Identifying the Chemical Composition of the Surface Layer

The inventive method further comprises identifying the chemical composition of the biological sample (or portion thereof). Identifying the chemical composition of the surface layer can comprise identifying the chemical composition of only the targets of the biological sample. Thus, for example, when the target is a mitochondrion, the identifying can comprise identifying the chemical composition of one or more components, preferably each component found within the mitochondrion. In another embodiment of the invention, the identifying can comprise identifying the chemical composition of the binding partners of the target(s) and/or can comprise the identification of the chemical composition of an area in which the target(s) is/are located. The inventive method can advantageously be suited to any of these purposes.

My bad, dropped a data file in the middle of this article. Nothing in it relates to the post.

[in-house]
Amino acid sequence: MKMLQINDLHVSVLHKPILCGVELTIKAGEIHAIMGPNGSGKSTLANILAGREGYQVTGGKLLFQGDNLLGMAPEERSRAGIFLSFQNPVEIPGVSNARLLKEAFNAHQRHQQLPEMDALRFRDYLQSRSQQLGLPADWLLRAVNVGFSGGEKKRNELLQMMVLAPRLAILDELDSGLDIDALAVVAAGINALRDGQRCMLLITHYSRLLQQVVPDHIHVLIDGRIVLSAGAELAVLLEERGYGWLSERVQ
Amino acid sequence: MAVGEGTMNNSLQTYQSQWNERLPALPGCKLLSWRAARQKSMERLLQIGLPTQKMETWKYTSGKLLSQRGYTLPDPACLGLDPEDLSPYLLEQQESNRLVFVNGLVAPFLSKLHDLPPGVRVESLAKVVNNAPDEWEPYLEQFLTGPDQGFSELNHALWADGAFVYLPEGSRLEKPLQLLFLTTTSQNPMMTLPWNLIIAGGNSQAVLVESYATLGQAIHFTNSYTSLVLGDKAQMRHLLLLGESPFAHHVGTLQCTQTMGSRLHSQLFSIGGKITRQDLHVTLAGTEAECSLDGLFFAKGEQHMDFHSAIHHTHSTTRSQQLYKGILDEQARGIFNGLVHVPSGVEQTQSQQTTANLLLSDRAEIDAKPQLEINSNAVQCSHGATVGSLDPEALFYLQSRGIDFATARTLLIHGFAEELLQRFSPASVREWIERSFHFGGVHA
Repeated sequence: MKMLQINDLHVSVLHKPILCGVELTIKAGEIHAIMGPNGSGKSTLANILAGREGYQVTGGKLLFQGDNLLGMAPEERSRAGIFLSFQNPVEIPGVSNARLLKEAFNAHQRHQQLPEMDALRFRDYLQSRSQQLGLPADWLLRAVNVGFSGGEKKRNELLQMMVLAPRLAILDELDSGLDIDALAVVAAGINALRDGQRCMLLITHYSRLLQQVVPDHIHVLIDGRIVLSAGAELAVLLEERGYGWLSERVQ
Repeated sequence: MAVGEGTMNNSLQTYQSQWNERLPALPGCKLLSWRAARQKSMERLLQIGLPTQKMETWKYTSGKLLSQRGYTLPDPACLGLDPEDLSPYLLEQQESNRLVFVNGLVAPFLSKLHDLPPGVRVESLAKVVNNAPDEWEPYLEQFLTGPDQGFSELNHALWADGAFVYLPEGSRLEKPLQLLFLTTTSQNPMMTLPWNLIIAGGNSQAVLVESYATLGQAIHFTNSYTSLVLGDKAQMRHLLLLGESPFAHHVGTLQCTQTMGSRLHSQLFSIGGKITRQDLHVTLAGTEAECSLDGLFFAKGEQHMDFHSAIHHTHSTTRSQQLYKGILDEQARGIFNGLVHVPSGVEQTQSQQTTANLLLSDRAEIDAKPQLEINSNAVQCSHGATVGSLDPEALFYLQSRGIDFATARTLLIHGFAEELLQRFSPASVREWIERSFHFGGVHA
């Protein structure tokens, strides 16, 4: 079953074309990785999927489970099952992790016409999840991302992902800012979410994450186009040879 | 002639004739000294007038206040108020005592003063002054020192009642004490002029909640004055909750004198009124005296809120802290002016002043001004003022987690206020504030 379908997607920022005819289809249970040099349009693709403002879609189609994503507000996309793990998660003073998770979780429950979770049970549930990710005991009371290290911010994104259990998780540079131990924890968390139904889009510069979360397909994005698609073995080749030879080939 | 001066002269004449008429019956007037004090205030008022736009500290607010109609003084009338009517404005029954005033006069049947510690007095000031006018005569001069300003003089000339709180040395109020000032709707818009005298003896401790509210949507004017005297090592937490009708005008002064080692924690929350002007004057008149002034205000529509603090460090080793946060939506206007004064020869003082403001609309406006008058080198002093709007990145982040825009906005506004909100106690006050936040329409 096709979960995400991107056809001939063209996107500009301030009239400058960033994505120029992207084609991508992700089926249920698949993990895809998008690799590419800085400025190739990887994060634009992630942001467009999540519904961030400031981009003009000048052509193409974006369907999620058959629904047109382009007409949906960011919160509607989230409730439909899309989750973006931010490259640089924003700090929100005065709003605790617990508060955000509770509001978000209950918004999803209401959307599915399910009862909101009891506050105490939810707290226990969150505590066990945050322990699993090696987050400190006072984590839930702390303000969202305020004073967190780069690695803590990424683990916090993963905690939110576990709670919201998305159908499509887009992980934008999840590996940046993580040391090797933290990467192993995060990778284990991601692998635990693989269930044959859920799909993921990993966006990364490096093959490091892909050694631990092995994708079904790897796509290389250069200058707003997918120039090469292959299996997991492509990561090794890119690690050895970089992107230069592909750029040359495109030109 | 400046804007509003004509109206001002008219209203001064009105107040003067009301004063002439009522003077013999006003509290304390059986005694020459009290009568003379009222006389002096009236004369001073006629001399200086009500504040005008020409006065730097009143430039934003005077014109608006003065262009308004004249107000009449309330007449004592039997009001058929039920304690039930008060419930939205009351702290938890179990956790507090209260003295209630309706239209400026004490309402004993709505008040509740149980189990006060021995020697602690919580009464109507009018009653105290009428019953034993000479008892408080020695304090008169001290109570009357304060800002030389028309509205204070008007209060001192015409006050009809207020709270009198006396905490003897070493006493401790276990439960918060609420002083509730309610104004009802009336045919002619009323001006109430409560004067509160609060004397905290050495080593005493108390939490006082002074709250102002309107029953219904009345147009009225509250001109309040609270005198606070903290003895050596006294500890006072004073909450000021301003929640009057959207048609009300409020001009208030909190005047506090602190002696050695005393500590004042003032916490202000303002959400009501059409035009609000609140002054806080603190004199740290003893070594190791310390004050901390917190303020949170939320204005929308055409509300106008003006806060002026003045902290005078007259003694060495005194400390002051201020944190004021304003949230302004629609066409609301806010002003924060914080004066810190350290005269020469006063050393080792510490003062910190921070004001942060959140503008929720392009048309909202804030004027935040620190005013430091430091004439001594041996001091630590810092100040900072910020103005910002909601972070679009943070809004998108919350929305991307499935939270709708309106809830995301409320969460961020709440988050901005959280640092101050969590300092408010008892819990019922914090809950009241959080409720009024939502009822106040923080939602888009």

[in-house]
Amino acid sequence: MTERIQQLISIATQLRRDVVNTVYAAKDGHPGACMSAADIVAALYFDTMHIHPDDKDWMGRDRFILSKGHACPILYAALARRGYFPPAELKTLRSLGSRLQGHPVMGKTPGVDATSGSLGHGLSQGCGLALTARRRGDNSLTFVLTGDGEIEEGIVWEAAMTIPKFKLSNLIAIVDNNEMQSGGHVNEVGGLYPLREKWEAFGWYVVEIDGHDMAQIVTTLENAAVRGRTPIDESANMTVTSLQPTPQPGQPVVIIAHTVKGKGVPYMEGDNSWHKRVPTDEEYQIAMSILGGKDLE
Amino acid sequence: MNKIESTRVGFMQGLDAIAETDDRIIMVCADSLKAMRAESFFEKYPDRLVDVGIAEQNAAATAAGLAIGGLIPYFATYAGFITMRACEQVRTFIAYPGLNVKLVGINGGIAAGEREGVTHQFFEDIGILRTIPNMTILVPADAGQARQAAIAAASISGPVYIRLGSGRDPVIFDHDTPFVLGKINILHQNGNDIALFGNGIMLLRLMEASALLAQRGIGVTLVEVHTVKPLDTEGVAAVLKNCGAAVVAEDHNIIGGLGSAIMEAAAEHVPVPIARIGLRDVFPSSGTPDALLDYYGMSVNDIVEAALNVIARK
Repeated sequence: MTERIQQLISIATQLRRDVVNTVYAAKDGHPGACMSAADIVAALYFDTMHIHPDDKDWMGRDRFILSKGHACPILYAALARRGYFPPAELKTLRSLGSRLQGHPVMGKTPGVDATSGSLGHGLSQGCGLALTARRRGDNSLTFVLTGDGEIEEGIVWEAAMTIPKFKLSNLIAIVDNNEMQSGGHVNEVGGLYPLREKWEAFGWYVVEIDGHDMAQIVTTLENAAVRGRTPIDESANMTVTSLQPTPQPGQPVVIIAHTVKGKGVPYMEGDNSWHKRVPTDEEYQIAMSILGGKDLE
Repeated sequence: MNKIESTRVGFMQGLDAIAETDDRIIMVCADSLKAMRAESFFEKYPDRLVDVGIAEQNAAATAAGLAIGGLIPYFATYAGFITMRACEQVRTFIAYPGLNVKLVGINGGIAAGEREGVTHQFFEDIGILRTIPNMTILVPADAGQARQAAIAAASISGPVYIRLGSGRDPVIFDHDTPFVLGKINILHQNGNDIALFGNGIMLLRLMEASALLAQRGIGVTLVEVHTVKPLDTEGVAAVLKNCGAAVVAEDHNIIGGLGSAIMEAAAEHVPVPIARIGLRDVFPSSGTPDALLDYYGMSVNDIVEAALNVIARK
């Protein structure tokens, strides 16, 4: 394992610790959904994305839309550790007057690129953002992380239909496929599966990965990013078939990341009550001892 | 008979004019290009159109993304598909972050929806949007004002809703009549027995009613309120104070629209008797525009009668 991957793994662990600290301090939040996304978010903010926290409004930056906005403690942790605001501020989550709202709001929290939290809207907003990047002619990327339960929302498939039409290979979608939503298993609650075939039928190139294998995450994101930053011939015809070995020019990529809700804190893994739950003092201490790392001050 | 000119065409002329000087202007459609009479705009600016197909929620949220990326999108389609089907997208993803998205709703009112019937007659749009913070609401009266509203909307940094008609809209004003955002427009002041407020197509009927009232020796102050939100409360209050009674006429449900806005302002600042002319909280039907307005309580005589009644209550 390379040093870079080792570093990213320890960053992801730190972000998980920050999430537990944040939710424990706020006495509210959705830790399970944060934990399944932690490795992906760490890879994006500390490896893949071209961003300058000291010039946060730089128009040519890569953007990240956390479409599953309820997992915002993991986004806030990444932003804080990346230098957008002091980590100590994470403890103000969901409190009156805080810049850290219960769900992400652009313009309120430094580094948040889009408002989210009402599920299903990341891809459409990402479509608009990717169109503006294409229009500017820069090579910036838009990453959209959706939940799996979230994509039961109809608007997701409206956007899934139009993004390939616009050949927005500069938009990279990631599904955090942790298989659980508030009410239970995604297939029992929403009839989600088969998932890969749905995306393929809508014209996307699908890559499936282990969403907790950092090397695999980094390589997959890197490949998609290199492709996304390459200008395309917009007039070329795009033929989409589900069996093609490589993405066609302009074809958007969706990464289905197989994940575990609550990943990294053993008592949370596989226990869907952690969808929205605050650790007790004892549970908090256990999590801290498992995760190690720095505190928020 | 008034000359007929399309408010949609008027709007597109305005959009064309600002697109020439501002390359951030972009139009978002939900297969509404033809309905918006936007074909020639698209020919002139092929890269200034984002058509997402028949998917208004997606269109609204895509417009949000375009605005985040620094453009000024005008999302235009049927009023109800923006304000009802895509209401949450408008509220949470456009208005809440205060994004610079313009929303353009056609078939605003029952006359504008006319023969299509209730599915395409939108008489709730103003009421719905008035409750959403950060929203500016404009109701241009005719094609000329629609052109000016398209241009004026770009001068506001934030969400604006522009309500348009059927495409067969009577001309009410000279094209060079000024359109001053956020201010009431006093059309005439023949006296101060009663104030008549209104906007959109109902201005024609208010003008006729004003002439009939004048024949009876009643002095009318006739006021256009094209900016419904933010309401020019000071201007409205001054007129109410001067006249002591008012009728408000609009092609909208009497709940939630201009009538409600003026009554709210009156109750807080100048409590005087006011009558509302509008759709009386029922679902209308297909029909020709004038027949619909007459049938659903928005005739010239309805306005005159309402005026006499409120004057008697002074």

Identifying the chemical composition of the surface layer can be accomplished by any means. Preferably, the chemical composition is identified with a mass spectrometer, operated singly or in tandem, although other means do exist. The mass spectrometer can be any type of mass spectrometer, provided that the mass spectrometer provides the chemical composition of the biological sample. In a preferred embodiment of the invention, the mass spectrometer is a mass spectrometer in which the mobile phase is a liquid, i.e., the mass spectrometer is a liquid phase mass spectrometer. Alternatively, the mass spectrometer can be a secondary ion mass spectrometer.

Identifying the chemical composition of the surface layer can be accomplished by means other than mass spectrometry. For example, RT-PCR can be used to identify the chemical composition of the surface layer of the biological sample, if the three-dimensional compositional map is to map one or more nucleic acids. For example, the target can be the mRNAs located in the cytoplasm of the cell and the method comprises identifying the chemical composition of the mRNAs through RT-PCR. Also, as discussed herein below, the method can comprise the use of a microarray, which serves as both a probe and a means of identifying the chemical composition of the surface layer of the biological sample. Furthermore, identification may or may not include amplification. For example, use of amplification such as PCR to amplify nucleic acids in the sample, to facilitate, e.g., sequencing of the nucleic acids, may be employed.